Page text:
More Americans are breaking stay-at-home orders, researchers find

Some health experts are concerned "quarantine fatigue" is setting in for Americans, as cellphone data shows more people are traveling for the first time since shelter-in-place orders took effect in mid-March, reports The Washington Post.

Researchers at the University of Maryland in College Park have been tracking data from more than 100 million cellphones monthly to assess travel behavior amid the pandemic. Researchers presume someone is staying home if their cellphone does not move at least a mile per day. 

The week of April 13 marked the first time researchers saw a decrease in the amount of people presumed to be staying home. On April 17, the national average was 31 percent, down from 33 percent the Friday prior. The average number of personal daily trips, trips between counties and out-of-state travel also increased during the week of April 13. 

Up to this point, the average percentage of Americans staying home either increased or remained stable.

These fluctuations, which may look small on paper, are actually statistically significant since the study's sample size is so large, according to lead author Lei Zhang, PhD, director of the Maryland Transportation Institute at the University of Maryland.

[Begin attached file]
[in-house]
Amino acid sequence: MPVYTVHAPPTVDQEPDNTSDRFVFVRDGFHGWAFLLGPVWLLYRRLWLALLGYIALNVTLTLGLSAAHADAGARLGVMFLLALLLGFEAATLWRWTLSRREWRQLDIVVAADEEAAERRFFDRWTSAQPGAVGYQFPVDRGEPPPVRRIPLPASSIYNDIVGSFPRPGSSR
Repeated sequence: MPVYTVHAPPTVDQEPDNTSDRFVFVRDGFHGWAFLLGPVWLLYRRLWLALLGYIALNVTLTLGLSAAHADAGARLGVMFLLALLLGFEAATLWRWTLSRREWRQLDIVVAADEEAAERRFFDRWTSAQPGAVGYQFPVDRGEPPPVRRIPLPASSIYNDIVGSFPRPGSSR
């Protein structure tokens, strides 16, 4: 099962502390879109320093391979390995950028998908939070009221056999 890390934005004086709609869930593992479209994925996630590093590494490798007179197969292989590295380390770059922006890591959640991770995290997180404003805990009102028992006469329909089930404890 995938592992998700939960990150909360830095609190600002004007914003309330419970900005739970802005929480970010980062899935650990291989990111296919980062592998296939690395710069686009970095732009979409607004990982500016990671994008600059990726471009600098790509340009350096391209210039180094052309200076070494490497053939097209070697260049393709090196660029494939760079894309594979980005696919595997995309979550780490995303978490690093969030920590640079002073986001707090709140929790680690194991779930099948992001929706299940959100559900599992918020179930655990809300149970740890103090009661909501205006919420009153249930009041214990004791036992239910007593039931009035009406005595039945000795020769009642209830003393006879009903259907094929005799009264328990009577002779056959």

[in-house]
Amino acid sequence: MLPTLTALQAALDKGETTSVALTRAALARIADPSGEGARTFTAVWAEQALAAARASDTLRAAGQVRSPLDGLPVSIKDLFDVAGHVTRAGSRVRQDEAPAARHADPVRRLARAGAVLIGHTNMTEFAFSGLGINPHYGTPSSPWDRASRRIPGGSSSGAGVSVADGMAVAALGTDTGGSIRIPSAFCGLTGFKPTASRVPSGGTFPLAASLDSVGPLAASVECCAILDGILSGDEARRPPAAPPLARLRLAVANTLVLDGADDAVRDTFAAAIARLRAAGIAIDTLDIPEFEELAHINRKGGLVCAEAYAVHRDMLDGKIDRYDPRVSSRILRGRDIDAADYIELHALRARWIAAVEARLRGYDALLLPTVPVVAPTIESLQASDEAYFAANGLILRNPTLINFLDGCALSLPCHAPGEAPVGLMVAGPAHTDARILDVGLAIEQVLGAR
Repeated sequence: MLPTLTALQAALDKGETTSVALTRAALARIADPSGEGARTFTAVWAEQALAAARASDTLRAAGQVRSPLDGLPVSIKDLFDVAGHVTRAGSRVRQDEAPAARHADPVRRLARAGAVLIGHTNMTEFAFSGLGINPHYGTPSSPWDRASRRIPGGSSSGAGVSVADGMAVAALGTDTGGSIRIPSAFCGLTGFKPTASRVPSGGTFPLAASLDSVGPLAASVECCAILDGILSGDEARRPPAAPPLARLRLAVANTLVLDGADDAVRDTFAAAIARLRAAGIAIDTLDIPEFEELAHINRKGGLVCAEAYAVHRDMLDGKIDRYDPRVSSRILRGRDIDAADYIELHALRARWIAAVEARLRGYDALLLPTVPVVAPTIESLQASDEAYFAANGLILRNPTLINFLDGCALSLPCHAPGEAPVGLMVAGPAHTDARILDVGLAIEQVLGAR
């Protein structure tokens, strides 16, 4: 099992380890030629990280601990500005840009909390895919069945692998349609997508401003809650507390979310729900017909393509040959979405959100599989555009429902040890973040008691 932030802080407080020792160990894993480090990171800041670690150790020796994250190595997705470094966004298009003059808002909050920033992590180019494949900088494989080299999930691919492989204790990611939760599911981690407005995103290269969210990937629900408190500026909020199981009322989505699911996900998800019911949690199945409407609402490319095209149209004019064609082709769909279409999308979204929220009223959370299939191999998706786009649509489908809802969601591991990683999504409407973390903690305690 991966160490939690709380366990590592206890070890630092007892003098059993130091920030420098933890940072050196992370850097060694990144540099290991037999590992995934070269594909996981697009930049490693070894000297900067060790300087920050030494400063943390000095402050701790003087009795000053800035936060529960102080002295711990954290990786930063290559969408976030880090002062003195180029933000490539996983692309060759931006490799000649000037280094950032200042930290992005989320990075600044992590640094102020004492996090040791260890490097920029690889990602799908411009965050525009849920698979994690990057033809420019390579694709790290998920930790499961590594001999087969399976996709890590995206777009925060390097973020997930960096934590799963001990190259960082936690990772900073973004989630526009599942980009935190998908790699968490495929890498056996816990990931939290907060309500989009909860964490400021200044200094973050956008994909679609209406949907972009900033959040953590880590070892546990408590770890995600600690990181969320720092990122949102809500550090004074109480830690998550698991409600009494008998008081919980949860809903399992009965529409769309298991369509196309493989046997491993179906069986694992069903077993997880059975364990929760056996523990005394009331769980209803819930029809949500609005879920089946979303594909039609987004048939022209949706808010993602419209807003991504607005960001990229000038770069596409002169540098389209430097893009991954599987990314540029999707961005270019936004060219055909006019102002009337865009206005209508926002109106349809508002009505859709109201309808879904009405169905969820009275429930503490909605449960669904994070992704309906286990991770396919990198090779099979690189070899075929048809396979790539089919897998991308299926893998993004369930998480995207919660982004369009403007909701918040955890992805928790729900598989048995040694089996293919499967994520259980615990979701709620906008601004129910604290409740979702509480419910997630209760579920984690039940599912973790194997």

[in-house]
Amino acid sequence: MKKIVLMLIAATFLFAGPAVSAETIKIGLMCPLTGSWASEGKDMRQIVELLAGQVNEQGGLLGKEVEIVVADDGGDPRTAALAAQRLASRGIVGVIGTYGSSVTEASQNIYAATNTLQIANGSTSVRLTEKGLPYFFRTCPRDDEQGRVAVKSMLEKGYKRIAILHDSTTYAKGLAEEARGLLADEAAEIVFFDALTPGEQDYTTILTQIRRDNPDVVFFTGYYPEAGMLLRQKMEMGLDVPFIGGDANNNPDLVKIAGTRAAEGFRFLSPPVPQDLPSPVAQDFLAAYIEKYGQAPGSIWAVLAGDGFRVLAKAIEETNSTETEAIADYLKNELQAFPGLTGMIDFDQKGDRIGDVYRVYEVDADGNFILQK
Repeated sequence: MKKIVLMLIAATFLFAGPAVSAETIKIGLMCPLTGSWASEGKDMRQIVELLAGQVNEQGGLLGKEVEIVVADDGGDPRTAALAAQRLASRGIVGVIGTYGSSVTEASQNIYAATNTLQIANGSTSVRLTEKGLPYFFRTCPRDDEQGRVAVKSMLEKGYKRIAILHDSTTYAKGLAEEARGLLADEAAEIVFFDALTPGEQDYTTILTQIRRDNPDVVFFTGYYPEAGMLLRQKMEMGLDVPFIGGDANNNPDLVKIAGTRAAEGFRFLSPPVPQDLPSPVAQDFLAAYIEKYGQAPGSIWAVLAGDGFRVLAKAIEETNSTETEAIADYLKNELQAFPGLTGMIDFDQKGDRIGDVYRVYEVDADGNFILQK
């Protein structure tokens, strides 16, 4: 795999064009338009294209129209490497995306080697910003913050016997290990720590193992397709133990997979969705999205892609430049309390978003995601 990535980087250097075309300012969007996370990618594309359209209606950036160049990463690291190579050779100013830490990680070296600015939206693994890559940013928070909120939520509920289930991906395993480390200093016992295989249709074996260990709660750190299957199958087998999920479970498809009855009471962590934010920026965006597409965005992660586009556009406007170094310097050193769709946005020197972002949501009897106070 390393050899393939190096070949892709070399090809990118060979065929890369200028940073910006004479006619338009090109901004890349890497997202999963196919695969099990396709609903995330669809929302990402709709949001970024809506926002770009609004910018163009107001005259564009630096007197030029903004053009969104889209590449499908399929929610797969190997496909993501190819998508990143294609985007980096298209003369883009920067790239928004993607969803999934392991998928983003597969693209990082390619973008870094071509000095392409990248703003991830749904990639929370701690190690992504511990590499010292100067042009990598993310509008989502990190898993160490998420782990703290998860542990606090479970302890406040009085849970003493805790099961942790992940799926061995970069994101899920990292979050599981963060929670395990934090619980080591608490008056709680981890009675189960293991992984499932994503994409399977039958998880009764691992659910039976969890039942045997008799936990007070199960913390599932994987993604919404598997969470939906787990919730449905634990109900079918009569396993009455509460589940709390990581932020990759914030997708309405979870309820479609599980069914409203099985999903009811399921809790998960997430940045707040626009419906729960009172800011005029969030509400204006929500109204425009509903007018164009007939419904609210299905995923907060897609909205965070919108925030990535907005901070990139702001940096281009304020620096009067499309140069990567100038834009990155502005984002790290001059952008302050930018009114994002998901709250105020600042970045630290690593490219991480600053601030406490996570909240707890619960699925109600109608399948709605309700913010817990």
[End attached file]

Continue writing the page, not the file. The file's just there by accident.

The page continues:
"We saw something we hoped wasn't happening, but it's there," Dr. Zhang told the Post. "It seems collectively we're getting a little tired. It looks like people are loosening up on their own to travel more."

It's too soon to know whether these findings will be a continued trend or just a one-week blip, according to Wilbur Chen, MD, an associate professor at the University of Maryland School of Medicine.

To read hospital leaders' messages to those who are struggling to maintain social distancing, click here.

More articles on public health:
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Pandemic was taking hold in US earlier than officials realized, researchers say
Most states not testing enough to safely reopen, analysis suggests

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